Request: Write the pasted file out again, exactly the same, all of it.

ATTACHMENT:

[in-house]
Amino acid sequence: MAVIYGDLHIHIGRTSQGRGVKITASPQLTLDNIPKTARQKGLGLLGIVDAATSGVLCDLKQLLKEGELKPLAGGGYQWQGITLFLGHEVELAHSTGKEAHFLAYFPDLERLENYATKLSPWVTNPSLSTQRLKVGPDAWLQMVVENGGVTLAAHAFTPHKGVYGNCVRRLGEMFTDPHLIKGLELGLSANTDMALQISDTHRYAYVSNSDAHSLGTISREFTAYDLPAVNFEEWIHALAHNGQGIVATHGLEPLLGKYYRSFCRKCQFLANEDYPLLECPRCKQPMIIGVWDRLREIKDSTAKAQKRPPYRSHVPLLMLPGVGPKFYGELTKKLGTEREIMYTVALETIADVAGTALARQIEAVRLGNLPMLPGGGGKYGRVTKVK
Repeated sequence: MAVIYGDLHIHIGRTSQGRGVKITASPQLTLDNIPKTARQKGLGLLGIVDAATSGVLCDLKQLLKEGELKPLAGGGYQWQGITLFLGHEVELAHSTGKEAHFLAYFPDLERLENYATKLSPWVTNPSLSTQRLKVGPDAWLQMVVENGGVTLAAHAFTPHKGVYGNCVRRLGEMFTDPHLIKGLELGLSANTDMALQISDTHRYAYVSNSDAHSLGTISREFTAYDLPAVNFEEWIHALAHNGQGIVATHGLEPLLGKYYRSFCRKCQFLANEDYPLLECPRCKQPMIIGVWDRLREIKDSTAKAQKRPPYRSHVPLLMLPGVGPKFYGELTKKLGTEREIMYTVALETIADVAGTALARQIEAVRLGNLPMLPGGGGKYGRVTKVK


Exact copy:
[in-house]
Amino acid sequence: MAVIYGDLHIHIGRTSQGRGVKITASPQLTLDNIPKTARQKGLGLLGIVDAATSGVLCDLKQLLKEGELKPLAGGGYQWQGITLFLGHEVELAHSTGKEAHFLAYFPDLERLENYATKLSPWVTNPSLSTQRLKVGPDAWLQMVVENGGVTLAAHAFTPHKGVYGNCVRRLGEMFTDPHLIKGLELGLSANTDMALQISDTHRYAYVSNSDAHSLGTISREFTAYDLPAVNFEEWIHALAHNGQGIVATHGLEPLLGKYYRSFCRKCQFLANEDYPLLECPRCKQPMIIGVWDRLREIKDSTAKAQKRPPYRSHVPLLMLPGVGPKFYGELTKKLGTEREIMYTVALETIADVAGTALARQIEAVRLGNLPMLPGGGGKYGRVTKVK
Repeated sequence: MAVIYGDLHIHIGRTSQGRGVKITASPQLTLDNIPKTARQKGLGLLGIVDAATSGVLCDLKQLLKEGELKPLAGGGYQWQGITLFLGHEVELAHSTGKEAHFLAYFPDLERLENYATKLSPWVTNPSLSTQRLKVGPDAWLQMVVENGGVTLAAHAFTPHKGVYGNCVRRLGEMFTDPHLIKGLELGLSANTDMALQISDTHRYAYVSNSDAHSLGTISREFTAYDLPAVNFEEWIHALAHNGQGIVATHGLEPLLGKYYRSFCRKCQFLANEDYPLLECPRCKQPMIIGVWDRLREIKDSTAKAQKRPPYRSHVPLLMLPGVGPKFYGELTKKLGTEREIMYTVALETIADVAGTALARQIEAVRLGNLPMLPGGGGKYGRVTKVK